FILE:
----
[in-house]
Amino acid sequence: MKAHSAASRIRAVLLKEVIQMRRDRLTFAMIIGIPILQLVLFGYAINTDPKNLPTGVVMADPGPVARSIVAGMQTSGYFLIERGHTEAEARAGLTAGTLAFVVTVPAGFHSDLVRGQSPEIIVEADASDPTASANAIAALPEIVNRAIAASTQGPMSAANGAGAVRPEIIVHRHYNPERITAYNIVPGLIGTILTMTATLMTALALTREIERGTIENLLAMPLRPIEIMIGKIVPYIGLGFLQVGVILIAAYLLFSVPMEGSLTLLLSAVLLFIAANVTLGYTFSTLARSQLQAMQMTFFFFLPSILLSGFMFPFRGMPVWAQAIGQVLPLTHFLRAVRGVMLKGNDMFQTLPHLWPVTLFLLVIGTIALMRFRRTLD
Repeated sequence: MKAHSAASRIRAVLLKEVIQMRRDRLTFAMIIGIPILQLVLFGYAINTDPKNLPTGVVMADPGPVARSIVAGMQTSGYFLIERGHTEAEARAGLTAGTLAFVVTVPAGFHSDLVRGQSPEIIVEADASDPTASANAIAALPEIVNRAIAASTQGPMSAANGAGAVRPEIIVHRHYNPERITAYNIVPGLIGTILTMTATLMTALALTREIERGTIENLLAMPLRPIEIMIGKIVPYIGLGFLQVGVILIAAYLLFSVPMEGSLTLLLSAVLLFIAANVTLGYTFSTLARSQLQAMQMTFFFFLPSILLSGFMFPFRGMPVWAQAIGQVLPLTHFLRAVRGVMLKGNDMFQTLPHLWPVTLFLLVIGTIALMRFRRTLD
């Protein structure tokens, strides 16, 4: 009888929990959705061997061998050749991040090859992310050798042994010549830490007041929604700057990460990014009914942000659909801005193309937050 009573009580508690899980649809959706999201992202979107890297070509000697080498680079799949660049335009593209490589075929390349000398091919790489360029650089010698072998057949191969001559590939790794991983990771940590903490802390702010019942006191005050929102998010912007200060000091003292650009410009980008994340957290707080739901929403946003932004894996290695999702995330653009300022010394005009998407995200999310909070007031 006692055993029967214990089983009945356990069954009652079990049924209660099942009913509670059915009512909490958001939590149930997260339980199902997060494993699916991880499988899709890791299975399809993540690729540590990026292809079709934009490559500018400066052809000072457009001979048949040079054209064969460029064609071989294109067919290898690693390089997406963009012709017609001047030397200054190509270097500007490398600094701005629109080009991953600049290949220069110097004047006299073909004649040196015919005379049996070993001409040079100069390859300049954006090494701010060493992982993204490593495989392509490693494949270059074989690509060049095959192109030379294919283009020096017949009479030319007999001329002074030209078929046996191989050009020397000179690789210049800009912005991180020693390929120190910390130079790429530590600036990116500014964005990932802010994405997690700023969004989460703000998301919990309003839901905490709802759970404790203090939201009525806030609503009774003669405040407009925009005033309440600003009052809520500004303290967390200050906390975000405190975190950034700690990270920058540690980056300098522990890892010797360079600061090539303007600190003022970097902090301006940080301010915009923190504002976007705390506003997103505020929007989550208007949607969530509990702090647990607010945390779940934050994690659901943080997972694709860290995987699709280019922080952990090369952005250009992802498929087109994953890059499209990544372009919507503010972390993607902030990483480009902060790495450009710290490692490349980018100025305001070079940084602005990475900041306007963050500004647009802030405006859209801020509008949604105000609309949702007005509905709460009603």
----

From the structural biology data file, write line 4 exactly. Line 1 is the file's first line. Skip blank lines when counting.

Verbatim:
């Protein structure tokens, strides 16, 4: 009888929990959705061997061998050749991040090859992310050798042994010549830490007041929604700057990460990014009914942000659909801005193309937050 009573009580508690899980649809959706999201992202979107890297070509000697080498680079799949660049335009593209490589075929390349000398091919790489360029650089010698072998057949191969001559590939790794991983990771940590903490802390702010019942006191005050929102998010912007200060000091003292650009410009980008994340957290707080739901929403946003932004894996290695999702995330653009300022010394005009998407995200999310909070007031 006692055993029967214990089983009945356990069954009652079990049924209660099942009913509670059915009512909490958001939590149930997260339980199902997060494993699916991880499988899709890791299975399809993540690729540590990026292809079709934009490559500018400066052809000072457009001979048949040079054209064969460029064609071989294109067919290898690693390089997406963009012709017609001047030397200054190509270097500007490398600094701005629109080009991953600049290949220069110097004047006299073909004649040196015919005379049996070993001409040079100069390859300049954006090494701010060493992982993204490593495989392509490693494949270059074989690509060049095959192109030379294919283009020096017949009479030319007999001329002074030209078929046996191989050009020397000179690789210049800009912005991180020693390929120190910390130079790429530590600036990116500014964005990932802010994405997690700023969004989460703000998301919990309003839901905490709802759970404790203090939201009525806030609503009774003669405040407009925009005033309440600003009052809520500004303290967390200050906390975000405190975190950034700690990270920058540690980056300098522990890892010797360079600061090539303007600190003022970097902090301006940080301010915009923190504002976007705390506003997103505020929007989550208007949607969530509990702090647990607010945390779940934050994690659901943080997972694709860290995987699709280019922080952990090369952005250009992802498929087109994953890059499209990544372009919507503010972390993607902030990483480009902060790495450009710290490692490349980018100025305001070079940084602005990475900041306007963050500004647009802030405006859209801020509008949604105000609309949702007005509905709460009603």